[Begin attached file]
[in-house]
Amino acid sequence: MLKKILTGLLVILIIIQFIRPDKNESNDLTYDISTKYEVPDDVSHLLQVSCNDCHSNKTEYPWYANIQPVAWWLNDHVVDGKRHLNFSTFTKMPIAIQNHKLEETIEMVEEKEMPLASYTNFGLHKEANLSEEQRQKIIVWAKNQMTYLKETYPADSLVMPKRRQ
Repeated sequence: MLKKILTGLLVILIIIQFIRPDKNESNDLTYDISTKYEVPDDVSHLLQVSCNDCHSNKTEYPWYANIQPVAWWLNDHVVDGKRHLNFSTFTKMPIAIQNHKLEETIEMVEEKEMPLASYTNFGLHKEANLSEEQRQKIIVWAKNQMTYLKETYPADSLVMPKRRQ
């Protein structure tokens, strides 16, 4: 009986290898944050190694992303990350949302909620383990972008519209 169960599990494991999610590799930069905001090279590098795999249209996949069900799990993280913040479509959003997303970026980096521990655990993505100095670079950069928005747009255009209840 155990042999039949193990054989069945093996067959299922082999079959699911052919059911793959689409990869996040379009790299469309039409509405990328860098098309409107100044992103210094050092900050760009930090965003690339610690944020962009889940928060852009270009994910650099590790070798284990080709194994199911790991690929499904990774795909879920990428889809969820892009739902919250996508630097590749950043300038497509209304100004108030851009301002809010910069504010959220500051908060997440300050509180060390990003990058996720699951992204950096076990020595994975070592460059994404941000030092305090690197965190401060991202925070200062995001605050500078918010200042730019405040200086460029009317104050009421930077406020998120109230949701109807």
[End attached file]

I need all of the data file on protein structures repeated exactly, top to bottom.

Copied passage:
[in-house]
Amino acid sequence: MLKKILTGLLVILIIIQFIRPDKNESNDLTYDISTKYEVPDDVSHLLQVSCNDCHSNKTEYPWYANIQPVAWWLNDHVVDGKRHLNFSTFTKMPIAIQNHKLEETIEMVEEKEMPLASYTNFGLHKEANLSEEQRQKIIVWAKNQMTYLKETYPADSLVMPKRRQ
Repeated sequence: MLKKILTGLLVILIIIQFIRPDKNESNDLTYDISTKYEVPDDVSHLLQVSCNDCHSNKTEYPWYANIQPVAWWLNDHVVDGKRHLNFSTFTKMPIAIQNHKLEETIEMVEEKEMPLASYTNFGLHKEANLSEEQRQKIIVWAKNQMTYLKETYPADSLVMPKRRQ
């Protein structure tokens, strides 16, 4: 009986290898944050190694992303990350949302909620383990972008519209 169960599990494991999610590799930069905001090279590098795999249209996949069900799990993280913040479509959003997303970026980096521990655990993505100095670079950069928005747009255009209840 155990042999039949193990054989069945093996067959299922082999079959699911052919059911793959689409990869996040379009790299469309039409509405990328860098098309409107100044992103210094050092900050760009930090965003690339610690944020962009889940928060852009270009994910650099590790070798284990080709194994199911790991690929499904990774795909879920990428889809969820892009739902919250996508630097590749950043300038497509209304100004108030851009301002809010910069504010959220500051908060997440300050509180060390990003990058996720699951992204950096076990020595994975070592460059994404941000030092305090690197965190401060991202925070200062995001605050500078918010200042730019405040200086460029009317104050009421930077406020998120109230949701109807």